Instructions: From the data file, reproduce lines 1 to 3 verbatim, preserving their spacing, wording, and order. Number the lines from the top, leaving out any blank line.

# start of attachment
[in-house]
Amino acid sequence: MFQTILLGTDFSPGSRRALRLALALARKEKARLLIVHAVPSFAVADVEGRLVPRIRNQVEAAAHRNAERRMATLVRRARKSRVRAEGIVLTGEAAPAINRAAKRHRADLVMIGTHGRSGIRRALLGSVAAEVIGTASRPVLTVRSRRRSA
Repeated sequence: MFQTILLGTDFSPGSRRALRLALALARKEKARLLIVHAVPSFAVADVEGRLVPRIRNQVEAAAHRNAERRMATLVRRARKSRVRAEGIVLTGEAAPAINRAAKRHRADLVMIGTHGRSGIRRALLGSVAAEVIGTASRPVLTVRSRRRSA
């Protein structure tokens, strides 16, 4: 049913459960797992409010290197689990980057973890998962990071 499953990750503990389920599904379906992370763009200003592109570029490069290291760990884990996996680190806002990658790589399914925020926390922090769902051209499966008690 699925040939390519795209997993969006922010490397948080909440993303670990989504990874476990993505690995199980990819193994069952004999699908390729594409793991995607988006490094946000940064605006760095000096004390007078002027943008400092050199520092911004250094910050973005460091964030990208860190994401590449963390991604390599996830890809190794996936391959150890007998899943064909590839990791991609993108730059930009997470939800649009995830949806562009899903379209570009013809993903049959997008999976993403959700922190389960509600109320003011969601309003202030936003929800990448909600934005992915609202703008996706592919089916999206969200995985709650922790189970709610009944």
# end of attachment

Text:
[in-house]
Amino acid sequence: MFQTILLGTDFSPGSRRALRLALALARKEKARLLIVHAVPSFAVADVEGRLVPRIRNQVEAAAHRNAERRMATLVRRARKSRVRAEGIVLTGEAAPAINRAAKRHRADLVMIGTHGRSGIRRALLGSVAAEVIGTASRPVLTVRSRRRSA
Repeated sequence: MFQTILLGTDFSPGSRRALRLALALARKEKARLLIVHAVPSFAVADVEGRLVPRIRNQVEAAAHRNAERRMATLVRRARKSRVRAEGIVLTGEAAPAINRAAKRHRADLVMIGTHGRSGIRRALLGSVAAEVIGTASRPVLTVRSRRRSA